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  • Matt <gauvaine@yahoo.com>
    Good, bad and ugly meet online to discuss the shuttle By Janet Kornblum, USA TODAY Within hours of the shuttle disaster, the Internet — replete with Web
    Message 1 of 81 , Feb 17, 2003
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      Good, bad and ugly meet online to discuss the shuttle
      By Janet Kornblum, USA TODAY

      Within hours of the shuttle disaster, the Internet — replete with Web
      pages, e-mail, bulletin boards and news exchanges from around the
      globe — rippled with shock. By Sunday, shock gave way to serious
      study, second-guessing and a search for perspective.

      Radar images of the descent made their way around the Net. Questions
      piled up on message boards: Does NASA have proper funding? Why can't
      NASA replace shuttle tiles in space? Why aren't there automated

      After more than a day of watching countless TV replays of the
      disaster, millions around the world congregated online, gathering
      around the cyber water cooler. They comforted, argued, vented,
      informed — and even profited.

      On eBay, sellers tried to market what they claimed were pieces of the
      broken Columbia; eBay officials pulled down those auctions as soon as
      they were posted, saying the debris — if authentic — was part of a
      federal investigation.

      By Sunday, thousands were hawking everything from Columbia
      memorabilia such as patches, stamps and coins to Sunday newspapers
      from Florida and Texas.

      The first person to post a shuttle item (a mission patch) for sale
      following the accident wrote later that he did not know about the
      disaster when he posted the auction.

      "In light of current events ... I have decided to donate all proceeds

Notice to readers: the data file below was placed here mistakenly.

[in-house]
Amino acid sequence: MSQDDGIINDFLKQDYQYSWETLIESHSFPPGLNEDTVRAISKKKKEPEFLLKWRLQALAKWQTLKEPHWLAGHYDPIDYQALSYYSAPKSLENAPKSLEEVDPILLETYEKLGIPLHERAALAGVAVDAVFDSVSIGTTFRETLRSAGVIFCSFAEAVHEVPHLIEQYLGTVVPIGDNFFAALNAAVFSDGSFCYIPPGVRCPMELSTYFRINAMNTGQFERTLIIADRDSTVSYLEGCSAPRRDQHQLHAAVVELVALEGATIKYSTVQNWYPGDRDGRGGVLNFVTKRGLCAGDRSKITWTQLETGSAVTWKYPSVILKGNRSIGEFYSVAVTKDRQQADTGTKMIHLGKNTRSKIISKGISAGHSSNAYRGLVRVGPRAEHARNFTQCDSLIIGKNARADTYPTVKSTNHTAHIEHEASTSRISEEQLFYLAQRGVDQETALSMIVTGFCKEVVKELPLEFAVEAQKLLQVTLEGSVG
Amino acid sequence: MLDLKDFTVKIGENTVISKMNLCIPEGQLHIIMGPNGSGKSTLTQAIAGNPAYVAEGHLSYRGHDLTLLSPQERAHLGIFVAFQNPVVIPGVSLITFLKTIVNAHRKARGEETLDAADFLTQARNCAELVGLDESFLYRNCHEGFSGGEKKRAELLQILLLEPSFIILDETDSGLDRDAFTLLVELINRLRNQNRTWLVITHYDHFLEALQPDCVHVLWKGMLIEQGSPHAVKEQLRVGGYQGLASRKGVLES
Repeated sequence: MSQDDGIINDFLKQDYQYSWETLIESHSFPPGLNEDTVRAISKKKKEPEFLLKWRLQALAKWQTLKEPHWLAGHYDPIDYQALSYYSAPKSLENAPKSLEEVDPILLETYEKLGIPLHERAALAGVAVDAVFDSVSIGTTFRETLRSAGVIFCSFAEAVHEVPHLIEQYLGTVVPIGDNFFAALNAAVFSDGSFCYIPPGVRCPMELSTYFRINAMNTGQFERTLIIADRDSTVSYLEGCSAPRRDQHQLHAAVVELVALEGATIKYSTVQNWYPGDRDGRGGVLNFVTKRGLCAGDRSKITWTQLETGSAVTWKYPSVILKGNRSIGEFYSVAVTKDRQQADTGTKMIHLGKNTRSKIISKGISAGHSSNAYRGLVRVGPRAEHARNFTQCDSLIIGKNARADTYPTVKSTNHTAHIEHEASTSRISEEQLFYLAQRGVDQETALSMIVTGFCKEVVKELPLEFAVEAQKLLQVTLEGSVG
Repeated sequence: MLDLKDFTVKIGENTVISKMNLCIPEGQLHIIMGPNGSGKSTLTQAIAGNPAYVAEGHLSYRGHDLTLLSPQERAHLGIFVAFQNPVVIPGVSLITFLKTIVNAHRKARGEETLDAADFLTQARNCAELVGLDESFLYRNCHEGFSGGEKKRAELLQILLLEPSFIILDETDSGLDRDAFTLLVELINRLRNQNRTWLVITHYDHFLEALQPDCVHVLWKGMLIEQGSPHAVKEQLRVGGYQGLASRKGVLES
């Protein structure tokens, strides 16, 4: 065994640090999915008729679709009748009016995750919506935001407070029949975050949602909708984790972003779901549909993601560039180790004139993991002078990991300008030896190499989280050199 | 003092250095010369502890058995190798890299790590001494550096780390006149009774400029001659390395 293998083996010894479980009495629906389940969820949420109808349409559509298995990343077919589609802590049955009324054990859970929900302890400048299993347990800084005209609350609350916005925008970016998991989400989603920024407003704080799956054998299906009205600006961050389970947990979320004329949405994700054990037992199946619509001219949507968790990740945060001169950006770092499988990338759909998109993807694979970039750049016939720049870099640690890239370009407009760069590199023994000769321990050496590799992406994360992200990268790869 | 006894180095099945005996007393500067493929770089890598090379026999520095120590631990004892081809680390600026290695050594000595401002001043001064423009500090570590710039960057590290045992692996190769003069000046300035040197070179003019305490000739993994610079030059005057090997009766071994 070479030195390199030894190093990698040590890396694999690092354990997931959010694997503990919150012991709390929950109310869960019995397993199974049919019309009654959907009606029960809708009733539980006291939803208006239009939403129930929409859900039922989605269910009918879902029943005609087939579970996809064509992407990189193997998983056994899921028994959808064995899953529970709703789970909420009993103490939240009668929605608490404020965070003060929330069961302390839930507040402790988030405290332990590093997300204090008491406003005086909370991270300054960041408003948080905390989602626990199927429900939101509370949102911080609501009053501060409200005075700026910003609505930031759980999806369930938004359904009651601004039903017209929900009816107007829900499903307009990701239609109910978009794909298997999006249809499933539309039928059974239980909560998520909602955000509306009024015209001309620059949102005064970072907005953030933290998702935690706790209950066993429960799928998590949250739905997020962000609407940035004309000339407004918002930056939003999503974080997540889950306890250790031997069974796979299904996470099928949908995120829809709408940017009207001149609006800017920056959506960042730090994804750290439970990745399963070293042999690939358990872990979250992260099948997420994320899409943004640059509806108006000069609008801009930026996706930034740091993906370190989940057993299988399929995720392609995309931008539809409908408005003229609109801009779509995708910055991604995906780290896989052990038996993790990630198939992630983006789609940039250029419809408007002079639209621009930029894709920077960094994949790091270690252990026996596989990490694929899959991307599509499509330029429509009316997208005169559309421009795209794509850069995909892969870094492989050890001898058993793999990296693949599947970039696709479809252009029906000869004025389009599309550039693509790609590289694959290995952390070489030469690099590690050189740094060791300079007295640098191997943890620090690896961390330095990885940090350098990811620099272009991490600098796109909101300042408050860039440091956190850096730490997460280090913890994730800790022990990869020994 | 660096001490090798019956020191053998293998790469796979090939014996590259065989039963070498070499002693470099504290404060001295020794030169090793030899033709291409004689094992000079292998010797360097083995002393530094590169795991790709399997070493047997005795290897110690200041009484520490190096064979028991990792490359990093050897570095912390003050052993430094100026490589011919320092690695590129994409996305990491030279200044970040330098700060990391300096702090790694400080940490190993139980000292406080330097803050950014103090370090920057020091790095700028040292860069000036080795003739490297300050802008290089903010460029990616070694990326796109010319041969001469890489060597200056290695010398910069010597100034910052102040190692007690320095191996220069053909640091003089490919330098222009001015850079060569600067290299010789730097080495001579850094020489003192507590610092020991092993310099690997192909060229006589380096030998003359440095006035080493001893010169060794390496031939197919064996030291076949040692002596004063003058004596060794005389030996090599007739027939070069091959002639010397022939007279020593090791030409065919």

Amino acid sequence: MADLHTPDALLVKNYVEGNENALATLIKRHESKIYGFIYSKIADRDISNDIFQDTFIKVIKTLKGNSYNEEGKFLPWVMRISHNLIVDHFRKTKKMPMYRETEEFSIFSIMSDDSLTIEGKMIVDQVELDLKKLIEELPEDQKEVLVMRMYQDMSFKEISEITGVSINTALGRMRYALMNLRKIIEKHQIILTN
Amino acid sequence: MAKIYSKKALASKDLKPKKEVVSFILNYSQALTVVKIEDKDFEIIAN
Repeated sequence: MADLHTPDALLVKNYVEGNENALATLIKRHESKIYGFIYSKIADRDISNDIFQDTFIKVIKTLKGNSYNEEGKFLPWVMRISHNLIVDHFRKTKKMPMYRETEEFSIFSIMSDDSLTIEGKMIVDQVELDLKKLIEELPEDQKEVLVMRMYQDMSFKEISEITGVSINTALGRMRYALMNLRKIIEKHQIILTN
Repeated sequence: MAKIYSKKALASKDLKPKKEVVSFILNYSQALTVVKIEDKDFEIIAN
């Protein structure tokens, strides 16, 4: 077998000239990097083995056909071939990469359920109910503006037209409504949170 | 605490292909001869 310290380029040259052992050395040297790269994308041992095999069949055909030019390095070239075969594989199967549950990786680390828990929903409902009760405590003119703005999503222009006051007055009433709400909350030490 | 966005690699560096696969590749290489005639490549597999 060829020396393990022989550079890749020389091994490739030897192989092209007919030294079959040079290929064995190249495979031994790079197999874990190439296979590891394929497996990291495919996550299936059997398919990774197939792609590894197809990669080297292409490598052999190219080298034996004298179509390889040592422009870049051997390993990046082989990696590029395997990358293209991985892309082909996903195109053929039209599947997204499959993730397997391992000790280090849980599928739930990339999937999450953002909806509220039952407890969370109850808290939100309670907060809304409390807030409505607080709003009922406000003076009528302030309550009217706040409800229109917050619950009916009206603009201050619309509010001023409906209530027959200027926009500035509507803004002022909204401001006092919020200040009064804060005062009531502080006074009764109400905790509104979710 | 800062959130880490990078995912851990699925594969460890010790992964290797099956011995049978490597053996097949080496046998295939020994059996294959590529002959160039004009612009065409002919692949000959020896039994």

to a charitable/memorial fund." Others promised the same.

      Net users flocked to many news sources, including NASA TV, which
      promised live Web-based programming. It was so overwhelmed, many
      couldn't get to the page.

      On bulletin boards and in chatrooms, witnesses recounted tales of
      waking up to sonic booms and shaking. One Texas woman who keeps a Web
      log — a chronological Web page — compared it to the Challenger
      shuttle, which exploded on takeoff from the Kennedy Space Center 17
      years ago.

      "The first one blew up right above my head and now the second one has
      done the same," she wrote. "Every moment has come flooding back in
      slow motion. The joy of that crisp Florida morning will always be
      overshadowed by the horror and shock of seeing that shuttle explode
      above our playground. ... And this just brings all that back like it
      was yesterday."

      On America Online bulletin boards, prayers and sympathy played
      alongside conspiracy theories that blamed Iraqis and aliens. Some
      suggested the disaster was a just reward. "Everyone knows that
      guilty, imperialistic Americans deserve what they get," wrote one.

      "People making some of these crude remarks are shameful," responded

      Humorist Dave Barry's note on his Web journal was poignant. He quoted
      a NASA spokesman: "They believed in what they were doing."

      And Neil Gaiman, author and creator of Vertigo Comics' The Sandman,
      wrote this on his Web journal: "A few years ago, I was in Florida,
      driving up the east coast. It was night. ... I saw something very
      beautiful in the sky. It started out like a streak of orange flame,
      and then, as it rose, it burned bluer and brighter than anything I'd
      ever seen ... and I realized I was watching a space shuttle
      launch. ... I felt very proud to be part of something — humanity, I
      suppose — that had put that flaming diamond up there.

      "There are people dead now, and hurt, and pain, and questions. But I
      still feel proud to be part of the thing that made it."
    • Matt
      *************************************************** Michael Piller (1948-2005) *************************************************** TrekWeb reports that Michael
      Message 81 of 81 , Nov 2, 2005
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        Michael Piller (1948-2005)
        TrekWeb reports that Michael Piller passed away on Tuesday, November
        1, 2005, following a long battle cancer.

        A graduate of the University of North Carolina at Chapel Hill,
        Michael started his career in TV news where he received two Emmys as
        a news producer. He went on to work for CBS for several years before
        writing full time.

        Michael was a creator of Star Trek: Deep Space Nine and Star Trek:
        Voyager, as well as screenwriter or producer on many series,
        including Cagney & Lacey, Miami Vice, Star Trek: The Next
        Generation, and The Dead Zone.

        He is survived by his wife Sandra, daughter Brent and son Shawn.

        Posted November 1, 2005
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